And who am I to cry back at her?
A heart can split in so many ways.


“Create before you consume.” It’s a line from a fictional guru – a gently satirized instafamous narcissist dealing with unresolved trauma coated in turmeric lattes and crystalline water. I’ve been reading a bit more fiction recently and it really blurs the boundaries of creation and consumption. As a reader, you sometimes end up doing half the work in making the story come together. That’s my favourite – the freedom to let your experiences, concerns, subconscious thoughts intertwine with another’s and give a story multiple dimensions. I like reading reviews after I’ve read a book just to see all the different interpretations one text can take in the hands of its readers.

That said, this level of “creation” (and I know it’s a stretch to call it that) seems to be all I can muster these days. At least my creation and consumption rates are balanced – I’m not consuming much of anything besides fiction and sweet potatoes either.

I don’t know why. I have time. I should have mental energy. I guess I just don’t see the point?

It’s always the same refrain in my head,

“why write if it’s all been said.”
“why paint when so many people do it better anyway.”
“why play the piano when you’re not naturally talented.”

The same general pattern of thinking plagues my ability to think of satisfying work options.

I know it lacks some fairly fundamental logic. I mean, why breathe if 7 billion others are doing it too. But I’ve been like this since I was little.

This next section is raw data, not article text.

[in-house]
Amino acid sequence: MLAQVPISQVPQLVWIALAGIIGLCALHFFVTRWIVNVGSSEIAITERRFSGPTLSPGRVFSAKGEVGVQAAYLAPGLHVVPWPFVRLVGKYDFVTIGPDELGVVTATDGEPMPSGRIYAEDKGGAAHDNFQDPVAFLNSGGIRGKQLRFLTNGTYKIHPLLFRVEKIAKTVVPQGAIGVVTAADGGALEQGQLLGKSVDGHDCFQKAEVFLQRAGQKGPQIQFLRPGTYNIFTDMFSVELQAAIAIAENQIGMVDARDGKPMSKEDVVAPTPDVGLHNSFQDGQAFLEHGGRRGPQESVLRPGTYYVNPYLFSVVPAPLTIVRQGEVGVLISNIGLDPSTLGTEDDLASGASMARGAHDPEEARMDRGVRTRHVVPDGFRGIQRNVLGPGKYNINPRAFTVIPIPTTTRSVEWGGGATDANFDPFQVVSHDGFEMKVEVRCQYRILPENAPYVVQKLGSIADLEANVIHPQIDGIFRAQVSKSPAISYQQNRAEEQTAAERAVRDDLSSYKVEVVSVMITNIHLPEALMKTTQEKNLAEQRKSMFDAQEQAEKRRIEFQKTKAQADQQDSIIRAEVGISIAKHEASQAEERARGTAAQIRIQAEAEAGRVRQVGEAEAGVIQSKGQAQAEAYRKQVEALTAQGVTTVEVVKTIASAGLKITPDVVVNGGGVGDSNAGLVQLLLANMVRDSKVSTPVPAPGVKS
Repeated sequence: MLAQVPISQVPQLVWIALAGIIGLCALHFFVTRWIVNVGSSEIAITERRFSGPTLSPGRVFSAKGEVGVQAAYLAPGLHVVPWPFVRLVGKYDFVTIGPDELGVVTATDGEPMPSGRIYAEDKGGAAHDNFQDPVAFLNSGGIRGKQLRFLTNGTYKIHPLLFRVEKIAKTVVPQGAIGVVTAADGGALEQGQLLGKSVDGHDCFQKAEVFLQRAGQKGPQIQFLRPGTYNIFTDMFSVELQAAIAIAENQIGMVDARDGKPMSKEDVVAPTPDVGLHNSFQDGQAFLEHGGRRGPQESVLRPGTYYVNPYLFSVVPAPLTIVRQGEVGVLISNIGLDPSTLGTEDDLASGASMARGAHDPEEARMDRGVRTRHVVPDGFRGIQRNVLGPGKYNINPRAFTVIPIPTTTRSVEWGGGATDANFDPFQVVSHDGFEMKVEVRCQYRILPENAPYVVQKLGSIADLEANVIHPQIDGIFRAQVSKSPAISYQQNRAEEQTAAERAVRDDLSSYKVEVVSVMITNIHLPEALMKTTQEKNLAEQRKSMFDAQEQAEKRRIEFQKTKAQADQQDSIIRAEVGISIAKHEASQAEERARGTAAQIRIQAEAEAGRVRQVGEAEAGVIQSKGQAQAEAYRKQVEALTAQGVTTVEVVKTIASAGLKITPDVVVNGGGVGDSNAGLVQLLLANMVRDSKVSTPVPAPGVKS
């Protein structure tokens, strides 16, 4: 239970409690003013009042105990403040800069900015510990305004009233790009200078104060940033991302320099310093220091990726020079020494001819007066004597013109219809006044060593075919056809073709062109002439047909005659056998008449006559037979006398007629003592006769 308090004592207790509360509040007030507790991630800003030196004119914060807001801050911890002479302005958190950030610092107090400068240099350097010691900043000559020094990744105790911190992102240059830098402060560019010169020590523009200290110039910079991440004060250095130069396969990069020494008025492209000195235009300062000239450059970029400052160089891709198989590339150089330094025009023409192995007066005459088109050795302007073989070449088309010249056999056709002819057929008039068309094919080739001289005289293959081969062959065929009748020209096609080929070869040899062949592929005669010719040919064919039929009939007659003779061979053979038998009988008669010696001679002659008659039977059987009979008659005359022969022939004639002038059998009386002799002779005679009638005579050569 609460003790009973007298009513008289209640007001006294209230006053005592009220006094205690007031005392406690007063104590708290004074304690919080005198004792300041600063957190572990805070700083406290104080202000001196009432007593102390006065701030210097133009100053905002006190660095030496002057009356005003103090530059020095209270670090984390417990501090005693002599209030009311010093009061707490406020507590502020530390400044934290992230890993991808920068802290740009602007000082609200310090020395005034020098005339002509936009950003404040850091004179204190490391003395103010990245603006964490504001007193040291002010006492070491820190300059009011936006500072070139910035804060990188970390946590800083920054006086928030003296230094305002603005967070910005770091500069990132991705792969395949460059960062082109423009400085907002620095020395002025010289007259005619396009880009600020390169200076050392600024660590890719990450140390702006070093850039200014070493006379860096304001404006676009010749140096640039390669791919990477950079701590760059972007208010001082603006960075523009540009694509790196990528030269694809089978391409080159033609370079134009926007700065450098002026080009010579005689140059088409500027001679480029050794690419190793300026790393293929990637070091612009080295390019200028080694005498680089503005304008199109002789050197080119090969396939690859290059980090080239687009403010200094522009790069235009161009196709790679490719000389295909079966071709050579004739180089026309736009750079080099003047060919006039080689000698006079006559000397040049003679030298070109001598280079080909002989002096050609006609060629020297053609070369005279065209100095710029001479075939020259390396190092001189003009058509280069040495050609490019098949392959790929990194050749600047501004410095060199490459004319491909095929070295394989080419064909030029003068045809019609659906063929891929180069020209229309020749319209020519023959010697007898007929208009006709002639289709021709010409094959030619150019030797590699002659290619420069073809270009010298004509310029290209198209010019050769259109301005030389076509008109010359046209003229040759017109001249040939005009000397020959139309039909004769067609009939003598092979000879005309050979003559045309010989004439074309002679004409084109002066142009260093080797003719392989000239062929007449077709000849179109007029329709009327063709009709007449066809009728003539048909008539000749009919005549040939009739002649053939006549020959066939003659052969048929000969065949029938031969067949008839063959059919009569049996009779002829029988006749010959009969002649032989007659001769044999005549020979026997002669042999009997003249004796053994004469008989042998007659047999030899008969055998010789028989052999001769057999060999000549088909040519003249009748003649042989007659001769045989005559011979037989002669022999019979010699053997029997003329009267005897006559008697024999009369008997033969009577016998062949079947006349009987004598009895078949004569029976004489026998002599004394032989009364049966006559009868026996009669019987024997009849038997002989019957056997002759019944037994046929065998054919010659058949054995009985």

Even writing this seems stupid. I’m only doing it because I have an awkward amount of time between having finished my book and needing to go pick up my mom.

And that time just ran out.


11:45 pm.

On a night in late November, I arrive home dead tired. It was a long evening in the lab, staring at a 27-inch screen until my brain turned to mush. I drop my bag to the floor. Brush my teeth. Change my clothes. And fall into bed – to no avail. I turn on my bedside lamp, read a little.

Finally, it’s time for sleep. It needs to be or I’ll hate myself in the morning. I turn out the light.

12:45 am.

I’d mistakenly thought that that Moroccan Mint tea would be fine. My mind is wired though, flitting between the problems in my code, the fires I’ll have to put out in class tomorrow, and all that needs to be done by Friday, the day after. I try to quiet my mind. I listen. My apartment is asleep, but there are still noises in the night. Cracks outside. Like gunshots, I think. I put it down to whatever trauma I still carry from Baltimore and my obsession with true crime.